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Lawmakers must make tough decisions to address pending fiscal crises

Despite a recent report ranking Illinois number two in the nation in business creation, it’s no secret there are looming fiscal issues on the city, county and state levels that will have a long-term impact our buildings, tenants and the entire business community.

And while the solutions won’t be easy, these fiscal challenges must be faced head-on and our political leaders will have to make some tough decisions.

Though CBS Chicago recently reported the City of Chicago is facing a $1 billion shortfall in its operating budget and a combined $20 billion pension budget deficit, we’re happy to see that Mayor Rahm Emanuel will present the 2016 City of Chicago budget to the City Council one month early in an effort to address the pension crisis and encourage more debate and cost-cutting ideas.

We were also disheartened to read in the Chicago Sun-Times that Chicago Public Schools (CPS) has hit its breaking point and can’t make an obligated pension payment this month without significant classroom cuts. The nation’s third largest school system has never missed a pension payment, and Ernst & Young recently recommended the City Council enact two different property tax increases for the schools totaling $450 million, even if CPS makes drastic budget cuts, and receives pension relief and additional requested state funding. In an effort manage the fiscal crunch, the Chicago Board of Education approved more than $1 billion in new borrowing on Wednesday.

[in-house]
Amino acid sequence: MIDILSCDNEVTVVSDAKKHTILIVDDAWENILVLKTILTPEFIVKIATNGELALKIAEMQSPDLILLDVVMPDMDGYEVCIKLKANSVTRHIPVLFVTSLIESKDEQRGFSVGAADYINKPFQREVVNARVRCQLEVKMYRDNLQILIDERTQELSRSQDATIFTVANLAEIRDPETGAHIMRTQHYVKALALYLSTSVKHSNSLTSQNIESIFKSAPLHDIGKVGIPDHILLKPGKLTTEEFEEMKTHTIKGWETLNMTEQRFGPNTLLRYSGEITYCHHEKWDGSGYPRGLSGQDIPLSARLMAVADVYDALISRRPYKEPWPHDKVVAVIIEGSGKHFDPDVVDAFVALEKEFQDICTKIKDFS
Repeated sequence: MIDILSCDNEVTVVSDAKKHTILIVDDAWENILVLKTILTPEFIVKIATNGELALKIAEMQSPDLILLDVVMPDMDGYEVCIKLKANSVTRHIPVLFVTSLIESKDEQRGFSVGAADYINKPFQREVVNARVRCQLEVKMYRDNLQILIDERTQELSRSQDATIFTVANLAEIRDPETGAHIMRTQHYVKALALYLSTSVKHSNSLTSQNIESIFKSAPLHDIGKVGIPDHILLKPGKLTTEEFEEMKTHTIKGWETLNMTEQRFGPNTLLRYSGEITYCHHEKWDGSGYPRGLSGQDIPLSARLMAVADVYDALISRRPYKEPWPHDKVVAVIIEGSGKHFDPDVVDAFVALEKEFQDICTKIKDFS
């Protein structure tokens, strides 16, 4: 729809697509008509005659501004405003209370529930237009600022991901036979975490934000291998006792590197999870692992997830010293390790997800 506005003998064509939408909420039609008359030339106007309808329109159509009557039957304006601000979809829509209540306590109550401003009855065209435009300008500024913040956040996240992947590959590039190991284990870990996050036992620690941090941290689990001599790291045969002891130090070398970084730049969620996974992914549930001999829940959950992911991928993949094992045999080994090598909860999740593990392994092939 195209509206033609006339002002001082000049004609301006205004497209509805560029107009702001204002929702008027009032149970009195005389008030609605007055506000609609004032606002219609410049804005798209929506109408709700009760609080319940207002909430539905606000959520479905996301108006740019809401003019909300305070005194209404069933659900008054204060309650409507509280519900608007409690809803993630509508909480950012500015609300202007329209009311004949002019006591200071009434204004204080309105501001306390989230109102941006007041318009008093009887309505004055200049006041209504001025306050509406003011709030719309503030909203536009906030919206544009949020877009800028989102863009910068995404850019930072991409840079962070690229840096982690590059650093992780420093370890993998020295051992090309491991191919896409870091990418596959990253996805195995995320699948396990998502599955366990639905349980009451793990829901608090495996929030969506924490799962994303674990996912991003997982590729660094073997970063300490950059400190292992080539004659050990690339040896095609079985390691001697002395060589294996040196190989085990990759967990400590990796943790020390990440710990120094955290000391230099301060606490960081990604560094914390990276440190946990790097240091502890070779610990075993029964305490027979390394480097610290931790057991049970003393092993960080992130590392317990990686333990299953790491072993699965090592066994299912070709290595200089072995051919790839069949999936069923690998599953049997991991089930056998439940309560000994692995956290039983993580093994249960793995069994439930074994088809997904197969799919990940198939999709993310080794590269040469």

And on the Cook County level, due to a lack of action by Springfield on the County’s proposed pension legislation among other challenges, the Chicago Tribune reports that Cook County Board President Toni Preckwinkle is proposing a sales tax increase. If there is enough support for the tax hike, it would likely go into effect in 2016.

While these proposals are all preliminary and subject to change, it’s important to note that BOMA/Chicago will be advocating on behalf of the office building industry on the city, county and state levels. There’s no doubt our local and state governments are facing fiscal crises that will require some shared sacrifice, but the commercial building industry should not be expected to shoulder all the burden. Our legislative team will monitor these proposals and voice our support for proposals that will ultimately enhance our local economy and continue to sustain a thriving business environment.